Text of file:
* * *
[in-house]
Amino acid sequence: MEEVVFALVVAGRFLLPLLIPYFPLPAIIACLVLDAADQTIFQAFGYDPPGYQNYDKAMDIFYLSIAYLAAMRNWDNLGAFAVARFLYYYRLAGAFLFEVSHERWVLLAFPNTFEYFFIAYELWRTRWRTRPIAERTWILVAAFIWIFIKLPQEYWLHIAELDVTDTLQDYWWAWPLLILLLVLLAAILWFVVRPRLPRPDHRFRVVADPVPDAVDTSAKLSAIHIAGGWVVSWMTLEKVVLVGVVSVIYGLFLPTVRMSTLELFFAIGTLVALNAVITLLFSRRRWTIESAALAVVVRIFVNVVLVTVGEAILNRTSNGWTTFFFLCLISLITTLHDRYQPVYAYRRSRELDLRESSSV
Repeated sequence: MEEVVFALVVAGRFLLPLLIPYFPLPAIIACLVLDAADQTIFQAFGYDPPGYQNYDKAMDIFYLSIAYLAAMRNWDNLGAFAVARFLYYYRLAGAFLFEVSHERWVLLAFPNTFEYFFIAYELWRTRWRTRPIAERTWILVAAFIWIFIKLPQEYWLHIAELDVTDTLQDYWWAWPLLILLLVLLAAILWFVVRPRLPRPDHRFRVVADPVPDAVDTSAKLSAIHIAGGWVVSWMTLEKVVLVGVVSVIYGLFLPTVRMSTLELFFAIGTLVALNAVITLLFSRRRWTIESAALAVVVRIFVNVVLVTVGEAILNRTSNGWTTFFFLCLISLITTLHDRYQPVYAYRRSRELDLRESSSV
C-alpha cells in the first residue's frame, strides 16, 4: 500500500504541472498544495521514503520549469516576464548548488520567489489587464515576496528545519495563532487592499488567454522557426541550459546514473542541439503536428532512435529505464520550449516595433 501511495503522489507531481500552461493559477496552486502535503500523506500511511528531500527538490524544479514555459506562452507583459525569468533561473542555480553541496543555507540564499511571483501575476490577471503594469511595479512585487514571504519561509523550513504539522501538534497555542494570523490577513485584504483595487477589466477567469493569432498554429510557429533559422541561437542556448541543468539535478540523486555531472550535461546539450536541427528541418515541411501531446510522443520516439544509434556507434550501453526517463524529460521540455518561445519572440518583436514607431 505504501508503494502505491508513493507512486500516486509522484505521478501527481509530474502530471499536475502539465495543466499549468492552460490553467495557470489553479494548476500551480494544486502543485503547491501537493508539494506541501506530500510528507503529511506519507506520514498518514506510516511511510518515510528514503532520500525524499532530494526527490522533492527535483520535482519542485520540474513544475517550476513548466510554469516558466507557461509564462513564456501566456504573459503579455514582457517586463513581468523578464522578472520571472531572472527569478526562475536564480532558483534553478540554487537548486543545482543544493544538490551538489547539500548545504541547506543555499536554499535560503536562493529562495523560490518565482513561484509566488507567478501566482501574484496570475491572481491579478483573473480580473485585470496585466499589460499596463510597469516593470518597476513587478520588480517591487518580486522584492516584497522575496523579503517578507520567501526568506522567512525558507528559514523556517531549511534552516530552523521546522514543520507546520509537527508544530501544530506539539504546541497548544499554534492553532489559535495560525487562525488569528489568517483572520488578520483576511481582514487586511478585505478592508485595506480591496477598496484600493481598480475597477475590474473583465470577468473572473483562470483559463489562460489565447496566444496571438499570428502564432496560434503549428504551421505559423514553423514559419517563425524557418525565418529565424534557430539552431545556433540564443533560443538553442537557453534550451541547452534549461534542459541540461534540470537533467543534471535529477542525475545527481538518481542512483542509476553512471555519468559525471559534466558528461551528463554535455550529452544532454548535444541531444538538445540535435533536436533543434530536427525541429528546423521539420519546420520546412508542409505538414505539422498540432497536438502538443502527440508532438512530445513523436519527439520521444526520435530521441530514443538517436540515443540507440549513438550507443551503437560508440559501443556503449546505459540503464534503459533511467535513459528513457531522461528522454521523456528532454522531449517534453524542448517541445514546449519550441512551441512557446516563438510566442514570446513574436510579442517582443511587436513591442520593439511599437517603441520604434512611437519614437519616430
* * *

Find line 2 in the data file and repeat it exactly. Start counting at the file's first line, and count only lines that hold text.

Amino acid sequence: MEEVVFALVVAGRFLLPLLIPYFPLPAIIACLVLDAADQTIFQAFGYDPPGYQNYDKAMDIFYLSIAYLAAMRNWDNLGAFAVARFLYYYRLAGAFLFEVSHERWVLLAFPNTFEYFFIAYELWRTRWRTRPIAERTWILVAAFIWIFIKLPQEYWLHIAELDVTDTLQDYWWAWPLLILLLVLLAAILWFVVRPRLPRPDHRFRVVADPVPDAVDTSAKLSAIHIAGGWVVSWMTLEKVVLVGVVSVIYGLFLPTVRMSTLELFFAIGTLVALNAVITLLFSRRRWTIESAALAVVVRIFVNVVLVTVGEAILNRTSNGWTTFFFLCLISLITTLHDRYQPVYAYRRSRELDLRESSSV